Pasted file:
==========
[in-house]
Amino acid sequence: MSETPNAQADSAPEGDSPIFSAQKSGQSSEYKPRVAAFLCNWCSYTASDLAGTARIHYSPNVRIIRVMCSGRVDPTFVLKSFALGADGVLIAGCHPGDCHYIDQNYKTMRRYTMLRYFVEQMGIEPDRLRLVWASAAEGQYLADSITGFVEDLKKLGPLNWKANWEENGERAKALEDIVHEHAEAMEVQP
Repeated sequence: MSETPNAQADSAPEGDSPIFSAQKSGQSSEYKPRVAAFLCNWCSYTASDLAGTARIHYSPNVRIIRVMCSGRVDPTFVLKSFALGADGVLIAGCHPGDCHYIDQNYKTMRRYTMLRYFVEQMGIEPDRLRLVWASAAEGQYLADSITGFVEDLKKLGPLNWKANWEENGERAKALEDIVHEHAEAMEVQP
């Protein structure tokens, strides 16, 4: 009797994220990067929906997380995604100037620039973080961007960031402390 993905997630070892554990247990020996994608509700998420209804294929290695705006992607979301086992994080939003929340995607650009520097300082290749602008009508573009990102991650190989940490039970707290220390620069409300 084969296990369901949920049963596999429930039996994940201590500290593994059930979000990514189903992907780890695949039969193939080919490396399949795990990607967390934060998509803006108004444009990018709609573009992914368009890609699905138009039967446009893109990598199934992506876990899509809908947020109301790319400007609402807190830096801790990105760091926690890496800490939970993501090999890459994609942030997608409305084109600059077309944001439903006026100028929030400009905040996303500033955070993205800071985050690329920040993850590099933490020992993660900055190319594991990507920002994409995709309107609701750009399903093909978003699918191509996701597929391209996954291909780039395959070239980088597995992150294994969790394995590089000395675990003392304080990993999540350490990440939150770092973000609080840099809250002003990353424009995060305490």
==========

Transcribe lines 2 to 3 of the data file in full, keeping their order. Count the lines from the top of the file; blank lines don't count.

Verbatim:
Amino acid sequence: MSETPNAQADSAPEGDSPIFSAQKSGQSSEYKPRVAAFLCNWCSYTASDLAGTARIHYSPNVRIIRVMCSGRVDPTFVLKSFALGADGVLIAGCHPGDCHYIDQNYKTMRRYTMLRYFVEQMGIEPDRLRLVWASAAEGQYLADSITGFVEDLKKLGPLNWKANWEENGERAKALEDIVHEHAEAMEVQP
Repeated sequence: MSETPNAQADSAPEGDSPIFSAQKSGQSSEYKPRVAAFLCNWCSYTASDLAGTARIHYSPNVRIIRVMCSGRVDPTFVLKSFALGADGVLIAGCHPGDCHYIDQNYKTMRRYTMLRYFVEQMGIEPDRLRLVWASAAEGQYLADSITGFVEDLKKLGPLNWKANWEENGERAKALEDIVHEHAEAMEVQP